FIG. 4 is a longitudinal cross-sectional view of a second embodiment of the power plant according to the invention.
FIG. 5 is an enlarged, cross-sectional view of a third embodiment of the invention illustrating counter-rotating compressor stages in a common annular chamber.
FIG. 6 is a longitudinal, cross-sectional view of a fourth embodiment of the power plant according to the invention.
FIG. 7 is a longitudinal, cross-sectional view of a modification of the power plant shown in FIG. 6 incorporating a second heat exchanger.
FIG. 8 is an enlarged, cross-sectional view illustrating a fifth embodiment of the power plant according to the present invention.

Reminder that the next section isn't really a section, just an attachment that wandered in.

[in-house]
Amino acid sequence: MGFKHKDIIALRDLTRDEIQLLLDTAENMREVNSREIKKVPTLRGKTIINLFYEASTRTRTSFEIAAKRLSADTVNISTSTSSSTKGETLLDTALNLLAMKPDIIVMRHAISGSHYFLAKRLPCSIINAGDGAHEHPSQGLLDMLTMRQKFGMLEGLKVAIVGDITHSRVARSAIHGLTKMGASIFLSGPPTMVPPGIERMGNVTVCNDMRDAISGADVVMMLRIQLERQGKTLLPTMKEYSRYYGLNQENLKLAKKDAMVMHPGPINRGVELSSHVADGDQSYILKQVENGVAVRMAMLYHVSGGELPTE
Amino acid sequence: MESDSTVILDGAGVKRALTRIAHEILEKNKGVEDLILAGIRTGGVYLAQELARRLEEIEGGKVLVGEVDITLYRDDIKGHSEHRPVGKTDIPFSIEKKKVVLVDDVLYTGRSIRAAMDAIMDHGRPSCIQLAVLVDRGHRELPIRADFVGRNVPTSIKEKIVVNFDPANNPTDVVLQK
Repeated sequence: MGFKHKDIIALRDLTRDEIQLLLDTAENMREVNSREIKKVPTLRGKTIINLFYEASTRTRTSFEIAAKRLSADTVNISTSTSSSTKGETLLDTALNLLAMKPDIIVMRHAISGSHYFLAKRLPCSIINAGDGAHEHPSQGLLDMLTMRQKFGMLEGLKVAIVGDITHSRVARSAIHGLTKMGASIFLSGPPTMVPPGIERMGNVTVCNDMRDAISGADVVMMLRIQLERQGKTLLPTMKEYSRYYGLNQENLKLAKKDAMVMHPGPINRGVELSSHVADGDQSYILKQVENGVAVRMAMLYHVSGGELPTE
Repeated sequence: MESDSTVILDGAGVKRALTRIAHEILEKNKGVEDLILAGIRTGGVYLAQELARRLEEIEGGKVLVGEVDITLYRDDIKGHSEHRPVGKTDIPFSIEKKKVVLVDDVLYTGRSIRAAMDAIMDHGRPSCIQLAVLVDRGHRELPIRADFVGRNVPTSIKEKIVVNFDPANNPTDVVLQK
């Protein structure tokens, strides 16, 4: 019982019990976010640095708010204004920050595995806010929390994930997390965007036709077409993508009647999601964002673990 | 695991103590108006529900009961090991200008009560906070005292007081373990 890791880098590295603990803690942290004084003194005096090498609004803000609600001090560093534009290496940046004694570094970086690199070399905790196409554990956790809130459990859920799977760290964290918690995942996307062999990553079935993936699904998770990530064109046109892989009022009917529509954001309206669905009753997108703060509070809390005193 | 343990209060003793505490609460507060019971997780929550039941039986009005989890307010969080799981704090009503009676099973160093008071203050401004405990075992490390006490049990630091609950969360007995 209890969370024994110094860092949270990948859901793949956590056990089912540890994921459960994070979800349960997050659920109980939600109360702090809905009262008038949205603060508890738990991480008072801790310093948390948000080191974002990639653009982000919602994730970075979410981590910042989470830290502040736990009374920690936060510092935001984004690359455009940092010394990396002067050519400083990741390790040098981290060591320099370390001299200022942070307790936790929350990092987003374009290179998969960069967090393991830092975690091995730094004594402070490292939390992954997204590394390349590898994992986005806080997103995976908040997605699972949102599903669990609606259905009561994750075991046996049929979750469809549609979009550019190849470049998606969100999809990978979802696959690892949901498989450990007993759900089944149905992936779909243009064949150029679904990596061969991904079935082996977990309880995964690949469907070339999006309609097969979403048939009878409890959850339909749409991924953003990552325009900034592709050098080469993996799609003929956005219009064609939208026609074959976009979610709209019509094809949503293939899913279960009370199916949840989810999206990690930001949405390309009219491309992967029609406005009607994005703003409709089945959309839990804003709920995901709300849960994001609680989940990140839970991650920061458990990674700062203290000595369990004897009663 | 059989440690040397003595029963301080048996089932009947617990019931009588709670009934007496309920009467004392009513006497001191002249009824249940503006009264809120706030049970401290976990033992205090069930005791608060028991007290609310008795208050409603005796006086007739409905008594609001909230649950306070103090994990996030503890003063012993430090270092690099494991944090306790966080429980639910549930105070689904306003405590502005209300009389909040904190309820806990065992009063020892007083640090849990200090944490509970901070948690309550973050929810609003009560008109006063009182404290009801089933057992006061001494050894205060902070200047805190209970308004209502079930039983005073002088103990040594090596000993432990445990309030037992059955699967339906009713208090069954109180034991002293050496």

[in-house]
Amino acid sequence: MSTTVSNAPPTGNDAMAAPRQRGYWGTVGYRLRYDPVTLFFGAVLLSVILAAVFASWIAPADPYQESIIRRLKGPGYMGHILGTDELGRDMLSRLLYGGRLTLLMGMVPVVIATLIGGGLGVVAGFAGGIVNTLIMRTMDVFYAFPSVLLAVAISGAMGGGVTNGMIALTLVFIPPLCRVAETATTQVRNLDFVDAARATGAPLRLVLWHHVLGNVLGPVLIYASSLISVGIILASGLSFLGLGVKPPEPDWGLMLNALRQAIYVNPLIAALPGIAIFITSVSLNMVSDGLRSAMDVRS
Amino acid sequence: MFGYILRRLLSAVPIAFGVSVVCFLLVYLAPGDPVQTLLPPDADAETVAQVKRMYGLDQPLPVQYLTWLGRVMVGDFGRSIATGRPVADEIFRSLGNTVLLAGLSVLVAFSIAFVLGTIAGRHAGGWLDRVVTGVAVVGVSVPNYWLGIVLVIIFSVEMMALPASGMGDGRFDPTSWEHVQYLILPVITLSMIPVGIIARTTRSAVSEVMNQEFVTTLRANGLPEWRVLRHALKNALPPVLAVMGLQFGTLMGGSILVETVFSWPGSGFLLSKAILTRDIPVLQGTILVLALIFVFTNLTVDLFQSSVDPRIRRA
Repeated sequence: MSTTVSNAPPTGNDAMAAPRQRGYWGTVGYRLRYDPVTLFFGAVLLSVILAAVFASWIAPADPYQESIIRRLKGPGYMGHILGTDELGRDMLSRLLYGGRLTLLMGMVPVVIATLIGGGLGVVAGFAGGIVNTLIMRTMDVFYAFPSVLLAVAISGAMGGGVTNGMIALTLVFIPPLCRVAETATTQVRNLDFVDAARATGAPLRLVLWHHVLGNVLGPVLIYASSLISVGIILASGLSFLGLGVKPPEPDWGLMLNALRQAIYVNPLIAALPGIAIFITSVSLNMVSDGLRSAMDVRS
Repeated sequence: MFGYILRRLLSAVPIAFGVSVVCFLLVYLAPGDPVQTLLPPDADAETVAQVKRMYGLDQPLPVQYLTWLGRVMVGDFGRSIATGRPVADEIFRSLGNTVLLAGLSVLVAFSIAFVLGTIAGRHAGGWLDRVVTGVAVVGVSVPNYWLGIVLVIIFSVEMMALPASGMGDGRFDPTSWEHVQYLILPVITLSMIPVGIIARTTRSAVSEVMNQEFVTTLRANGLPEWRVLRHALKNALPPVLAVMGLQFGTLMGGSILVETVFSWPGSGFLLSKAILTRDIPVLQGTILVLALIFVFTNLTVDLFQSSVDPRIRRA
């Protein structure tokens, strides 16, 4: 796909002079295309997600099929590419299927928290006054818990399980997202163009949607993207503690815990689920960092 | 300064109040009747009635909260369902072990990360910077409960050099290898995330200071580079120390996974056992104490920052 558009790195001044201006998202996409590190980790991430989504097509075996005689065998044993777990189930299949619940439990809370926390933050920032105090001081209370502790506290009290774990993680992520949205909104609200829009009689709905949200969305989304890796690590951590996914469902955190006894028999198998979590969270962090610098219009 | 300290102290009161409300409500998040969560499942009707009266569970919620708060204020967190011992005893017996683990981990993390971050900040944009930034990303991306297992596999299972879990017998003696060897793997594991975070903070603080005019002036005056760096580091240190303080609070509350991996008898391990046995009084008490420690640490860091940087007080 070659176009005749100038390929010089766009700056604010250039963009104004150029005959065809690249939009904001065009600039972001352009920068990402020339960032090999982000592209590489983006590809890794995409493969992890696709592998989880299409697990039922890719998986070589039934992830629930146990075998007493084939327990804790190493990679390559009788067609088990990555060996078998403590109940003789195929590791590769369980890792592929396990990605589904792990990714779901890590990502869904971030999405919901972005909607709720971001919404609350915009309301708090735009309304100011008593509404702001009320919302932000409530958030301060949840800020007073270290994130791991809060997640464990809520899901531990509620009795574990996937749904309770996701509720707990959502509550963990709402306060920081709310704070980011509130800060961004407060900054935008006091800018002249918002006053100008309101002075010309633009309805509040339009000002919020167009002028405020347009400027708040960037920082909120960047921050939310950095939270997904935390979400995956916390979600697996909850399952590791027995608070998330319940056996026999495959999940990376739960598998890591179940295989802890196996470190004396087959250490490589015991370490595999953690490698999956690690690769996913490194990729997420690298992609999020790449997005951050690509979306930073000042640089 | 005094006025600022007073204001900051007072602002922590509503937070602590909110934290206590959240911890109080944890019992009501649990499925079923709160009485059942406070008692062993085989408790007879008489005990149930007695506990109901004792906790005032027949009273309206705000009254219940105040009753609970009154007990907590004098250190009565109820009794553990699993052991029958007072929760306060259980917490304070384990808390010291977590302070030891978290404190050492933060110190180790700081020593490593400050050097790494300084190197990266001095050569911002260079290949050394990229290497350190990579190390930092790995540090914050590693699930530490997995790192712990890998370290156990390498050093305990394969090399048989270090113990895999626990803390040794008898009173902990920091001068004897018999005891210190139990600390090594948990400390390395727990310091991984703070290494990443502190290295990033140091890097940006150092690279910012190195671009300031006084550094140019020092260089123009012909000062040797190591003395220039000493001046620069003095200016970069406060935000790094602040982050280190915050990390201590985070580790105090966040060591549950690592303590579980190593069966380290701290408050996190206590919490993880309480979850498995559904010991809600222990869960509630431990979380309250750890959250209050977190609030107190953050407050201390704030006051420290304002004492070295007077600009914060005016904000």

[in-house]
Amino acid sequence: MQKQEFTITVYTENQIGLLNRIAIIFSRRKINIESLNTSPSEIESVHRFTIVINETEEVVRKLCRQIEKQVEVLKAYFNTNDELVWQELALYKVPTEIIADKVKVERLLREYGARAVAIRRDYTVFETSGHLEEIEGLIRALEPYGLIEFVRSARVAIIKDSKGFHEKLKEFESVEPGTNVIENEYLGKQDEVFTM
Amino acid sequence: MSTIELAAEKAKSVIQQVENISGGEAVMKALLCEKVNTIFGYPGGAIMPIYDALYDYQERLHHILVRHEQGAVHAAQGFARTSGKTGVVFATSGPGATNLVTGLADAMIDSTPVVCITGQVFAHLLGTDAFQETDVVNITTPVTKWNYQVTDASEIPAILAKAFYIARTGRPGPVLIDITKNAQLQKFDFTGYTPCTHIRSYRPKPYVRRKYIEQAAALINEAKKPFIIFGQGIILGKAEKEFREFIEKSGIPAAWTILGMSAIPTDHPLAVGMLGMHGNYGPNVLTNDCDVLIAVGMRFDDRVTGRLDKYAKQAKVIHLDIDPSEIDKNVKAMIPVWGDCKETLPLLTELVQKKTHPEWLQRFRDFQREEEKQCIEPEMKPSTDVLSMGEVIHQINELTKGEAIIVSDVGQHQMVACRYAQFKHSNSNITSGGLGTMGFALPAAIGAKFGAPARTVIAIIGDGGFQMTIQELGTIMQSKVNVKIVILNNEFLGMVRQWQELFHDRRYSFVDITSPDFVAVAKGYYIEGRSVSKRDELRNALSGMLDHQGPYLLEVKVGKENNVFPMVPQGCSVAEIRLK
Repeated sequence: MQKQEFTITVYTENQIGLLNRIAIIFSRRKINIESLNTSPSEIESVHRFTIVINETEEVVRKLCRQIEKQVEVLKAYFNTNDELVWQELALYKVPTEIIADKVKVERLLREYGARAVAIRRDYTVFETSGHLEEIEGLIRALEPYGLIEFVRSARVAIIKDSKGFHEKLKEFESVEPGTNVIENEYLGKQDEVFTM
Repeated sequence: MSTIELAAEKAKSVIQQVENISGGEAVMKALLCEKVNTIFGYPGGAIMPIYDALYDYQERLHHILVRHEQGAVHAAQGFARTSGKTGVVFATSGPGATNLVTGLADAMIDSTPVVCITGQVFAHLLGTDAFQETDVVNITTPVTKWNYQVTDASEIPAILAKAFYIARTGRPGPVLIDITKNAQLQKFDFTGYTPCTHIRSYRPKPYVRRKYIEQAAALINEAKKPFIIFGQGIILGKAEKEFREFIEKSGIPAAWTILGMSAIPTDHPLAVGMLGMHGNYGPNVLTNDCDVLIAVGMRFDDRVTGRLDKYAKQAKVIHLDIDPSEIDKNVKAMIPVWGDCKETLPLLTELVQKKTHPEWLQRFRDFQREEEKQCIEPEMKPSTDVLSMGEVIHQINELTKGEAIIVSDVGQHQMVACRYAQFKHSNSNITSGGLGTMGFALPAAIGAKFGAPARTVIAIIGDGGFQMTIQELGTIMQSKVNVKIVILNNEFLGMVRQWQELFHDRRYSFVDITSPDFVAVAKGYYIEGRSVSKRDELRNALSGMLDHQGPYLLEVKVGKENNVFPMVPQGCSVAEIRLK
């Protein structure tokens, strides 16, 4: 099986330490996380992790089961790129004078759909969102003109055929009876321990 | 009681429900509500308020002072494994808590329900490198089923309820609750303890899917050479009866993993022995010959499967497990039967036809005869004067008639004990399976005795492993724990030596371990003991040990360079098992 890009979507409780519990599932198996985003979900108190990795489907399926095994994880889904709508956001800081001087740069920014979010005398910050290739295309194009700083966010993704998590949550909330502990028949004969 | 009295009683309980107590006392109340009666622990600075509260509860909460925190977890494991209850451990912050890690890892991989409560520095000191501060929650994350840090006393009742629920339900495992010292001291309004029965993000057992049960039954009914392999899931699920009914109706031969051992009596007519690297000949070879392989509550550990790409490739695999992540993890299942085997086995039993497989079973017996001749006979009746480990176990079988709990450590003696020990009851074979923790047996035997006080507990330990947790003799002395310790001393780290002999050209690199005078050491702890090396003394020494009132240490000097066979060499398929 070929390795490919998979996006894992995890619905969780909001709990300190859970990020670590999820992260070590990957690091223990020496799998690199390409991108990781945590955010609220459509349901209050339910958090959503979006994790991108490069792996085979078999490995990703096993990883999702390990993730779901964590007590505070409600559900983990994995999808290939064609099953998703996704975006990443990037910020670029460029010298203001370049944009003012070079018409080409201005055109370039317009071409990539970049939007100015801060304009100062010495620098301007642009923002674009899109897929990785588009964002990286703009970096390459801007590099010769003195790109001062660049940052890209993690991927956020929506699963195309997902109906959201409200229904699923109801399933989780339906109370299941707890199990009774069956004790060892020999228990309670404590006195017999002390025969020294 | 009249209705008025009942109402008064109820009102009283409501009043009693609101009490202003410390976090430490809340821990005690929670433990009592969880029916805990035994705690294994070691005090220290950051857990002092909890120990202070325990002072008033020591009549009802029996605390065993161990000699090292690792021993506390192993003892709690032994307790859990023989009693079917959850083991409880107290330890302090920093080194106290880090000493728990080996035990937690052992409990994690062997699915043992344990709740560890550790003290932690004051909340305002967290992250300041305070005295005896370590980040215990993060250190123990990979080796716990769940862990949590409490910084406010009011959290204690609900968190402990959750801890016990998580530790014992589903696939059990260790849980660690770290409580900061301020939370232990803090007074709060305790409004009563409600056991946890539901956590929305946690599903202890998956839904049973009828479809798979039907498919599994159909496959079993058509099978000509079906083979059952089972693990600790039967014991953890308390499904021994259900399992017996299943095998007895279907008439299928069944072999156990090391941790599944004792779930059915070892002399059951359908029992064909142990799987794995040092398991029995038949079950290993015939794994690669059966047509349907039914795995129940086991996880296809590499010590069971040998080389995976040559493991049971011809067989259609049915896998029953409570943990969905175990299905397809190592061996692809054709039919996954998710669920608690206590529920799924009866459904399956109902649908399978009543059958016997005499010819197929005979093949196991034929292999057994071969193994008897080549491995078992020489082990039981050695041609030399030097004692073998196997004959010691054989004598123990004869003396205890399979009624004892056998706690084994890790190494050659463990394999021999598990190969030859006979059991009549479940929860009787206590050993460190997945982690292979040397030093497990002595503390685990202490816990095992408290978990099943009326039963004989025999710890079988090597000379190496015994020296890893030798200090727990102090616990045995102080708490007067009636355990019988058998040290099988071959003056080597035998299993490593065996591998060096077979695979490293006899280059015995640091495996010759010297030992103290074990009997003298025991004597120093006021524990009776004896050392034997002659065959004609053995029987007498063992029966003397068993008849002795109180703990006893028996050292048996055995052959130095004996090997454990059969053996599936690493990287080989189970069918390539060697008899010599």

The power plant according to the invention, as illustrated in FIGS. 1-3, comprises a converging-diverging nozzle 1 connected to an air duct casing 11 which defines an air duct 10 and a combustion chamber 2, and surrounds an axial air compressor 3. The air compressor 3 comprises a rotor stage 4 consisting of a rotor wheel having a plurality of rotor blades extending radially therefrom in known fashion. The rotor stage 4 is located downstream of stator guide vane 5 which supports a hub coaxially with the longitudinal axis of the air duct 10 to rotatably support the rotor stage 4. The air duct 10 defines an air intake 30 at its upstream end (the left end as viewed in FIG. 1) for the intake of air to be compressed by the rotation of the rotor stage 4.